Hope Cranks - The wait is over - Dirt

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Hope Cranks – The wait is over

Hope Cranks – The wait is over

Hope Technology have a habit of taking their time to make sure their products are bang on, the new cranks are no exception to this rule. It’s not marketing hype or buzz building, this is simple. The guys in Barnoldswick don’t want any product that goes out of their door coming back through it. The press release says ‘Hope Crank’, their seat post wasn’t rushed and that landed the name Eternity so it’s anyones guess what these will be called, answers on a postcard…

Blinging purple anodised cranks we saw back at Eurobike

After hearing that Hope were working cranks two or more years ago now it was at Eurobike last year we saw the nearest version of these now production cranks. In Friedrichschafen we were told November but in true Hope style a last minute decision put that back until now, more on that later. The Lancastrian recipe of CNC machining a forged lump of alloy has been honed even further with these new cranks. In the same way their hubs are made Hope have gone to the trouble of designing a forging to be machined. Between the forging and the finished part are a lot of digits and coordinates but hewn from 7000 series these cranks are quite the work of art.

Forgings ready to be machined into cranks at Hope HQ


This is one of the largest production parts Hope make and as with all of their parts the machining is well thought out. Getting the cranks in our hands they have a purposeful feel, the 30mm axle should add a good amount of stiffness and keep the power transfer direct. A black anodised finish laser etched with the Hope logo is something we are now used to and it looks spot on. The cranks come in 165, 170 and 175mm lengths to cover all riders and should deliver the same solid build quality a product with such a lengthy development embodies.

That development has seen Hope go through Finite Element Analysis to make sure these cranks are up to the job. Without going into equations this is basically a super detailed look at how each part of the crank performs under different stresses.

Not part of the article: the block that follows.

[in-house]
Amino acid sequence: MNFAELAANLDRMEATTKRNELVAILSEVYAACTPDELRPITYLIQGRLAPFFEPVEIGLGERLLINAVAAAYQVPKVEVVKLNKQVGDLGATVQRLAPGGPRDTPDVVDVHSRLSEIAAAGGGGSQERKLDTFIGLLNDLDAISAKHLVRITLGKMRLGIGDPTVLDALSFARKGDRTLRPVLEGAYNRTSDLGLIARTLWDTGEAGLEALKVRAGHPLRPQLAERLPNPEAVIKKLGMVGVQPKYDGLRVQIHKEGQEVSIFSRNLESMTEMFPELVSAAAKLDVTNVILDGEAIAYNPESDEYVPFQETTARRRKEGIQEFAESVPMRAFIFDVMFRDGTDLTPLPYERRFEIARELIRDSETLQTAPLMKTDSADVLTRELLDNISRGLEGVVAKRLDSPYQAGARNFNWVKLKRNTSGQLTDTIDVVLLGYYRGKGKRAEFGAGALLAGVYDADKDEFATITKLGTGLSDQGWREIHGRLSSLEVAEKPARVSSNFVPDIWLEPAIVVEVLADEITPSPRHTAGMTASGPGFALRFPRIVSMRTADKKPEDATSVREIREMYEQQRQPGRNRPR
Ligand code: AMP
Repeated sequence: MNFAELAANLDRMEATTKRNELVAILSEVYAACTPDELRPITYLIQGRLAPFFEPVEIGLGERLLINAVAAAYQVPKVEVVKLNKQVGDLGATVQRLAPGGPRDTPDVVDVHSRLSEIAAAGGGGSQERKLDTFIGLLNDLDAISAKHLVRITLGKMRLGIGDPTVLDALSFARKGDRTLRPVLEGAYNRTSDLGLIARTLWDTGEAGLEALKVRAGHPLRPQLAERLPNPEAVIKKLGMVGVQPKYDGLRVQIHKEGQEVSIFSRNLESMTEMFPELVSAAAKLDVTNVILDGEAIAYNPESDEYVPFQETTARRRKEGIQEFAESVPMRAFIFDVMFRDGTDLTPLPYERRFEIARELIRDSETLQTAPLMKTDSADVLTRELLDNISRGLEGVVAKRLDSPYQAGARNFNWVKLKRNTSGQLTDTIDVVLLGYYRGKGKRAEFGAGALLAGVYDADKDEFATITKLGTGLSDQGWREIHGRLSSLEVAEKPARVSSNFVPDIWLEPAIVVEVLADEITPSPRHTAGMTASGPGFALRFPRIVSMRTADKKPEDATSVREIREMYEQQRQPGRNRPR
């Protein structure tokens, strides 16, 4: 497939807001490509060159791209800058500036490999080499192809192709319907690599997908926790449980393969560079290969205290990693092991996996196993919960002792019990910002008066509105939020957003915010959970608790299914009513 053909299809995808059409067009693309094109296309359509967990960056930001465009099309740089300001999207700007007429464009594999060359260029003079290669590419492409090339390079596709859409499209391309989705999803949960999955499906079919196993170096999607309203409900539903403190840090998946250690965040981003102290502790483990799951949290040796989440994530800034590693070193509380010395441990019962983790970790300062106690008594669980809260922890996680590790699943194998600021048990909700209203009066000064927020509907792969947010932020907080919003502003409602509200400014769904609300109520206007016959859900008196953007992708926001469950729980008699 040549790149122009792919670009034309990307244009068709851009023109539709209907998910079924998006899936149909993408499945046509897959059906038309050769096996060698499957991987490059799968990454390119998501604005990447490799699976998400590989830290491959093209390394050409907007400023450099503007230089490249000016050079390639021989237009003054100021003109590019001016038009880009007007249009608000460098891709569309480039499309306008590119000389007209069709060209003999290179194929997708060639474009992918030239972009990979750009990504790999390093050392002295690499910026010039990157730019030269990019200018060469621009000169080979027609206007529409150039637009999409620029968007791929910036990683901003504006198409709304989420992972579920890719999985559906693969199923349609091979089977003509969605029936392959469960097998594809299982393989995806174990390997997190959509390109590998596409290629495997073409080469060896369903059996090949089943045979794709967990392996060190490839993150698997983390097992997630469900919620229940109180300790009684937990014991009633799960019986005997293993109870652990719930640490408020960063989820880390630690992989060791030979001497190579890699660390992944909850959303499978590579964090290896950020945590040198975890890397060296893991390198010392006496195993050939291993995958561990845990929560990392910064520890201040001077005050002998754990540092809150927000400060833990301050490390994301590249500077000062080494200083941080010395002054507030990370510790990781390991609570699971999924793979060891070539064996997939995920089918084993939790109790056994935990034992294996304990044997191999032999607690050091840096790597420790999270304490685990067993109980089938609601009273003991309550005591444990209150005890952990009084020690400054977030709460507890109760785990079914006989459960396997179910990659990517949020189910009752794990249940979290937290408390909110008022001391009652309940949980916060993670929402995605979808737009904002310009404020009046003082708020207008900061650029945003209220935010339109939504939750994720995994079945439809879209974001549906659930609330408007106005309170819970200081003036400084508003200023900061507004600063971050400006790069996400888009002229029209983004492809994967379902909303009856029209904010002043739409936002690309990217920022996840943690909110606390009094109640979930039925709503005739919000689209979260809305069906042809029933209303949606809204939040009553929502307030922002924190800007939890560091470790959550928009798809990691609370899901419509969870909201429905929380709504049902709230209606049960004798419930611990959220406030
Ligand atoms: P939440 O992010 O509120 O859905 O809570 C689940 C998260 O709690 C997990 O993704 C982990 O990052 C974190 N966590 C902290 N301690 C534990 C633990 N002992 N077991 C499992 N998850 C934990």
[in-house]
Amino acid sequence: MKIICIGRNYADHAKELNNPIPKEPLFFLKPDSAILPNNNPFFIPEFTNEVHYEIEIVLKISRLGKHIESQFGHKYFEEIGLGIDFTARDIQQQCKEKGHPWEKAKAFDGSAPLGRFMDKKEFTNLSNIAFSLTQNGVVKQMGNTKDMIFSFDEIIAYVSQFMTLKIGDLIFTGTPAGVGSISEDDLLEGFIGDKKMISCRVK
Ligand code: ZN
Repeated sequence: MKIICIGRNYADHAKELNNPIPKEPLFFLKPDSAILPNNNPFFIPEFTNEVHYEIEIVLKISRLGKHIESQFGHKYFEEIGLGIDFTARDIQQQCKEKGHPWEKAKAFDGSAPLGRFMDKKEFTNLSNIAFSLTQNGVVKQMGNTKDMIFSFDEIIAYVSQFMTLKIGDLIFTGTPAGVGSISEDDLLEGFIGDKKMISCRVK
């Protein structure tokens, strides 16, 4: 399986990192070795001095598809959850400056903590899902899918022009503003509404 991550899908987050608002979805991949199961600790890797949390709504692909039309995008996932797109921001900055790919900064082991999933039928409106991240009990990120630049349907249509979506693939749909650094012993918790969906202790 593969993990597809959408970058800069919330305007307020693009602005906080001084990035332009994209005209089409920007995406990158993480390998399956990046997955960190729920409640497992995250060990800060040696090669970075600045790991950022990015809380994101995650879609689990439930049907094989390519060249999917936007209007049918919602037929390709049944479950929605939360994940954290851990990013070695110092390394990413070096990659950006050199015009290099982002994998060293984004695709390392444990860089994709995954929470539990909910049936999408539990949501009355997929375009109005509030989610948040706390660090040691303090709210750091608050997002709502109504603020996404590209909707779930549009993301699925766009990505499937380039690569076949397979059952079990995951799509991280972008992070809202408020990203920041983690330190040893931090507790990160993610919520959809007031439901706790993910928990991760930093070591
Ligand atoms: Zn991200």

once it’s out the door, we don’t want it back

The cranks have been tested on a load of different bikes with Adam Brayton trying his best hucks to flat in the pursuit of perfection. Hope have also setup a new mechanical test facility in which the cranks have been put through their paces with thousands of cycles of pedalling stress and bending to make sure they will last. Hope have gone to town, reinforcing the philosophy of “once it’s out the door, we don’t want it back”.

Talking to Hope at Eurobike a decision had been made to move away from the polygon interface we have seen on E13 cranks in the past and develop their own splined system. The system is patent pending and works the same for the drive side and non drive side arms, here’s how.

The expanding splines of the new axles


The first thing that stands out is the cuts through the splined end of the axle, the purpose of that will be come clear but at the inside end of the splines are small ramps that the arms tighten against. With the cranks pushed through the bottom bracket the non drive side arm slots onto the axle with a reassuringly tight tolerance and the threaded collar, that works in a similar way to previous XTR cranks, wound back as close to the crank as it goes.

This lockring serves to lock the cranks in place and remove them too